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Examining the Effects of One- and Three-Dimensional Spatial Filtering Analyses in Magnetoencephalography

By Sam Johnson, Garreth Prendergast, Mark Hymers and Gary Green

Abstract

Spatial filtering, or beamforming, is a commonly used data-driven analysis technique in the field of Magnetoencephalography (MEG). Although routinely referred to as a single technique, beamforming in fact encompasses several different methods, both with regard to defining the spatial filters used to reconstruct source-space time series and in terms of the analysis of these time series. This paper evaluates two alternative methods of spatial filter construction and application. It demonstrates how encoding different requirements into the design of these filters has an effect on the results obtained. The analyses presented demonstrate the potential value of implementations which examine the timeseries projections in multiple orientations at a single location by showing that beamforming can reconstruct predominantly radial sources in the case of a multiple-spheres forward model. The accuracy of source reconstruction appears to be more related to depth than source orientation. Furthermore, it is shown that using three 1-dimensional spatial filters can result in inaccurate source-space time series reconstruction. The paper concludes with brief recommendations regarding reporting beamforming methodologies in order to help remove ambiguity about the specifics of the techniques which have been used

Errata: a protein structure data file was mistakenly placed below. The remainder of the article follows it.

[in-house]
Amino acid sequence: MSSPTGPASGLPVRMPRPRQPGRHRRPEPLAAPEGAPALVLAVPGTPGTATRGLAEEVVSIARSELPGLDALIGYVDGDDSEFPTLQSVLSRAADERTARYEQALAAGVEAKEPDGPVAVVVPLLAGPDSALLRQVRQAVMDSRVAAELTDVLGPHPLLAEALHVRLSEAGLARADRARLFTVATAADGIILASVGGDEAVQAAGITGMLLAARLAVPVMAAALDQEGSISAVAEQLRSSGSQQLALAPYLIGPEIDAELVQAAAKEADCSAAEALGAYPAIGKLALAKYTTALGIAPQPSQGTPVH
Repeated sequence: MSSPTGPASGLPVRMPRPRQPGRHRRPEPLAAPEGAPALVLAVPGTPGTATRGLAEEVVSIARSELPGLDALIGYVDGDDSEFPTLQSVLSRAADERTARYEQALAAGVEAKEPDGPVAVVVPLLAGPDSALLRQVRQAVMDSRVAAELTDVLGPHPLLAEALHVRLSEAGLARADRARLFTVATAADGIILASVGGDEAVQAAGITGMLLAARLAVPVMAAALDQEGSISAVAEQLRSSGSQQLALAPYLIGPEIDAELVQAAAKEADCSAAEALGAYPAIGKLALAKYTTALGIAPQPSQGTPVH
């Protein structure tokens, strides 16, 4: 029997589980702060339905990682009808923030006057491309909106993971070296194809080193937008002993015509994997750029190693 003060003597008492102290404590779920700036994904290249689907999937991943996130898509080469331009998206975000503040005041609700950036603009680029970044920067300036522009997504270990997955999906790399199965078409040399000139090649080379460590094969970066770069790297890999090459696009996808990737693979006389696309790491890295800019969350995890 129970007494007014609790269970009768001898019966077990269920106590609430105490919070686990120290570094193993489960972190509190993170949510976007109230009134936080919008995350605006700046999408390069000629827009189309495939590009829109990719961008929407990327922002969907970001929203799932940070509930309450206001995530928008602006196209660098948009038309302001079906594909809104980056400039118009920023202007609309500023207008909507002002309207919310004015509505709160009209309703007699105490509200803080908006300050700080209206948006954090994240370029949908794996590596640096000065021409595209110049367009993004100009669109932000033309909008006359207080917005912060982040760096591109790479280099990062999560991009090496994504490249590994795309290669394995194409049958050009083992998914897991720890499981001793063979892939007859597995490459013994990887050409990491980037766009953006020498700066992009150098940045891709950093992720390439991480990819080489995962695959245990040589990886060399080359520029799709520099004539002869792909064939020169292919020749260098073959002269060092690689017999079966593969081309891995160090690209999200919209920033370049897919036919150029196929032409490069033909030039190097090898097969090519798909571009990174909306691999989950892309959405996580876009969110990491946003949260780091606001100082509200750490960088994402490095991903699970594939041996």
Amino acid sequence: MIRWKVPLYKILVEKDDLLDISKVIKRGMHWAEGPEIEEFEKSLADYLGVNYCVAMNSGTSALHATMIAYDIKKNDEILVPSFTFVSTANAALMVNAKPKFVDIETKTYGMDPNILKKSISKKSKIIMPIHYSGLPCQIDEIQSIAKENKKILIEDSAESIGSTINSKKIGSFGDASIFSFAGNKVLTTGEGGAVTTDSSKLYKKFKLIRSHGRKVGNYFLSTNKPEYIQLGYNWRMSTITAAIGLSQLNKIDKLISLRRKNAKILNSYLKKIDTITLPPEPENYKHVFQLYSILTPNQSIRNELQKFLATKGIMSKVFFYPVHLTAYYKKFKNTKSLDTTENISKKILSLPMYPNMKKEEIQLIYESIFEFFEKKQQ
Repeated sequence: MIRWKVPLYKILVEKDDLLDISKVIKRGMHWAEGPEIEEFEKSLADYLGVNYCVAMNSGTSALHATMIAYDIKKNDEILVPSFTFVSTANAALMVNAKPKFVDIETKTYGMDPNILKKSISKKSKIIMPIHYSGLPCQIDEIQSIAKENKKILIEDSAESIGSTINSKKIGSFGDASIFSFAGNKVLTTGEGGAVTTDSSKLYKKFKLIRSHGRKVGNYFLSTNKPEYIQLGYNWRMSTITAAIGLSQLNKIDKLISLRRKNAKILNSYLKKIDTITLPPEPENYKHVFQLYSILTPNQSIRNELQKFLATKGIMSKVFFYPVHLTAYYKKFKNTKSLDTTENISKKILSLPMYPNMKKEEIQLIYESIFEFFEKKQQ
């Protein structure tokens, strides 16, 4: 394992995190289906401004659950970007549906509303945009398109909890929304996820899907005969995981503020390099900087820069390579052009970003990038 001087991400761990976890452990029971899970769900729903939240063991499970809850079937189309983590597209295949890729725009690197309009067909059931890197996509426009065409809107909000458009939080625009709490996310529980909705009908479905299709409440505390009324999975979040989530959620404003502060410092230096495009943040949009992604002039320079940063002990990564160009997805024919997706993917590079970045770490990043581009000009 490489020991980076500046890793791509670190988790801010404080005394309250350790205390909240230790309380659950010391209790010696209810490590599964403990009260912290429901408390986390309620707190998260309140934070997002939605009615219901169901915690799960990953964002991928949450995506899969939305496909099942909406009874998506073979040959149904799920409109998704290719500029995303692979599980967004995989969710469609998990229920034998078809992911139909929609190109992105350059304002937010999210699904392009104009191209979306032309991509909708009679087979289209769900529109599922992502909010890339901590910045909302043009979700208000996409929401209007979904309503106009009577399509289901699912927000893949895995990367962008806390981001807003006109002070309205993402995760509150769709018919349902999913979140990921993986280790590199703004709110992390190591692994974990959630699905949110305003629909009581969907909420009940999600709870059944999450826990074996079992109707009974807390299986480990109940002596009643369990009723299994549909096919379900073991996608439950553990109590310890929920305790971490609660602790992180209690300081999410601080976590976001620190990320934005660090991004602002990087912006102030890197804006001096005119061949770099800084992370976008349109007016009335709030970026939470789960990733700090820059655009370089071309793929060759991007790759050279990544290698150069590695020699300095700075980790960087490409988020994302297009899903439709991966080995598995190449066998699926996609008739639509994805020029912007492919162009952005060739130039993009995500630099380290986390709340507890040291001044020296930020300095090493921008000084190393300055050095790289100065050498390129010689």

Topics: Research Article
Publisher: Public Library of Science
OAI identifier: oai:pubmedcentral.nih.gov:3152290
Provided by: PubMed Central

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